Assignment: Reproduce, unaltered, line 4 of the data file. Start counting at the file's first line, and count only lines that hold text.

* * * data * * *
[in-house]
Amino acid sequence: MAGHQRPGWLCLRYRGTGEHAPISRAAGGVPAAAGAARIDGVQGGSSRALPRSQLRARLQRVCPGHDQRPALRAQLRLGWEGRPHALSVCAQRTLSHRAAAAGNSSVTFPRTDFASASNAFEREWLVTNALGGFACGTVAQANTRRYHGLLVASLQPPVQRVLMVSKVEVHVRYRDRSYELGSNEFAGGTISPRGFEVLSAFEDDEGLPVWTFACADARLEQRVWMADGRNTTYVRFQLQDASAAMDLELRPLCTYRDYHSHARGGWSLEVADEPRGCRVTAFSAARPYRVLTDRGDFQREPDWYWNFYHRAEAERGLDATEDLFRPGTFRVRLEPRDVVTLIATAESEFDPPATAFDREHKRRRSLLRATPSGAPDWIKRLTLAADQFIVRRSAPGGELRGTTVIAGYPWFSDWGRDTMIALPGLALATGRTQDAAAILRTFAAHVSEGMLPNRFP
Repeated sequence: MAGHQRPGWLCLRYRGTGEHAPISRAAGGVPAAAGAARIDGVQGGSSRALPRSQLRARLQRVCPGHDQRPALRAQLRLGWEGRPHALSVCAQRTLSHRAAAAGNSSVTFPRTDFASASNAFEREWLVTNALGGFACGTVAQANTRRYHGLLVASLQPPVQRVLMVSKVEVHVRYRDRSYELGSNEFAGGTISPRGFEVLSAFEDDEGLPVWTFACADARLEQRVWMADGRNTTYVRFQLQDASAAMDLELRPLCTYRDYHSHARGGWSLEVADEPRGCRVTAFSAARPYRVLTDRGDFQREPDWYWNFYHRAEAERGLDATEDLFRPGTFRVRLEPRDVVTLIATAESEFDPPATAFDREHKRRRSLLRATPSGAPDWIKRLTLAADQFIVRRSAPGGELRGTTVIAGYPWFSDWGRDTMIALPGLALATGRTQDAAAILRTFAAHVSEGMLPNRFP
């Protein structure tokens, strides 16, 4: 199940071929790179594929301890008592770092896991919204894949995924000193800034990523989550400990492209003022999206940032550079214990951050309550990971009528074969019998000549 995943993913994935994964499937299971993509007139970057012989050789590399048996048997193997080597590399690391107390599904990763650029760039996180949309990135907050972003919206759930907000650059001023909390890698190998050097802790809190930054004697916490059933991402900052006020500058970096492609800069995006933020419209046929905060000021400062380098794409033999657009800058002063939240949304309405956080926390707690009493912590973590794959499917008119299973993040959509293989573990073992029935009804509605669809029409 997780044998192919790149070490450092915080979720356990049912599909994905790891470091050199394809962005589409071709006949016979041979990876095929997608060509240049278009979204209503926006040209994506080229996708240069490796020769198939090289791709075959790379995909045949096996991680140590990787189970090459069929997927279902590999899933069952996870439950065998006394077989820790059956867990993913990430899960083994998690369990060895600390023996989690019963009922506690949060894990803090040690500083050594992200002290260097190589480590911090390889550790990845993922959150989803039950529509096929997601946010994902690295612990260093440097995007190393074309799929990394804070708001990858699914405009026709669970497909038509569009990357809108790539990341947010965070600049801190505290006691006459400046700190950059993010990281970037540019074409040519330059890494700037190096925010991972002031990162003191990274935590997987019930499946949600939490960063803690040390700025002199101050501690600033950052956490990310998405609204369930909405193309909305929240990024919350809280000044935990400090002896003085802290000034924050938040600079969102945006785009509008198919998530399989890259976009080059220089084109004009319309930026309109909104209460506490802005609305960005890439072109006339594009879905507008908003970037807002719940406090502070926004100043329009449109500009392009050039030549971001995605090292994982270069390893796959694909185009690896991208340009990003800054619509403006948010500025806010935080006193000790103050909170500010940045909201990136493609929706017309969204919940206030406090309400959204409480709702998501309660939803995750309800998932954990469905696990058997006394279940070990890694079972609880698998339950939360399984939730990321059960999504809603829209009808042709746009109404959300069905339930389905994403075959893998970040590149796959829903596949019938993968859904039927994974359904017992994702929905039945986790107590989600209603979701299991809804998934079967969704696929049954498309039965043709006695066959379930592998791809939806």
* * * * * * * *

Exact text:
């Protein structure tokens, strides 16, 4: 199940071929790179594929301890008592770092896991919204894949995924000193800034990523989550400990492209003022999206940032550079214990951050309550990971009528074969019998000549 995943993913994935994964499937299971993509007139970057012989050789590399048996048997193997080597590399690391107390599904990763650029760039996180949309990135907050972003919206759930907000650059001023909390890698190998050097802790809190930054004697916490059933991402900052006020500058970096492609800069995006933020419209046929905060000021400062380098794409033999657009800058002063939240949304309405956080926390707690009493912590973590794959499917008119299973993040959509293989573990073992029935009804509605669809029409 997780044998192919790149070490450092915080979720356990049912599909994905790891470091050199394809962005589409071709006949016979041979990876095929997608060509240049278009979204209503926006040209994506080229996708240069490796020769198939090289791709075959790379995909045949096996991680140590990787189970090459069929997927279902590999899933069952996870439950065998006394077989820790059956867990993913990430899960083994998690369990060895600390023996989690019963009922506690949060894990803090040690500083050594992200002290260097190589480590911090390889550790990845993922959150989803039950529509096929997601946010994902690295612990260093440097995007190393074309799929990394804070708001990858699914405009026709669970497909038509569009990357809108790539990341947010965070600049801190505290006691006459400046700190950059993010990281970037540019074409040519330059890494700037190096925010991972002031990162003191990274935590997987019930499946949600939490960063803690040390700025002199101050501690600033950052956490990310998405609204369930909405193309909305929240990024919350809280000044935990400090002896003085802290000034924050938040600079969102945006785009509008198919998530399989890259976009080059220089084109004009319309930026309109909104209460506490802005609305960005890439072109006339594009879905507008908003970037807002719940406090502070926004100043329009449109500009392009050039030549971001995605090292994982270069390893796959694909185009690896991208340009990003800054619509403006948010500025806010935080006193000790103050909170500010940045909201990136493609929706017309969204919940206030406090309400959204409480709702998501309660939803995750309800998932954990469905696990058997006394279940070990890694079972609880698998339950939360399984939730990321059960999504809603829209009808042709746009109404959300069905339930389905994403075959893998970040590149796959829903596949019938993968859904039927994974359904017992994702929905039945986790107590989600209603979701299991809804998934079967969704696929049954498309039965043709006695066959379930592998791809939806």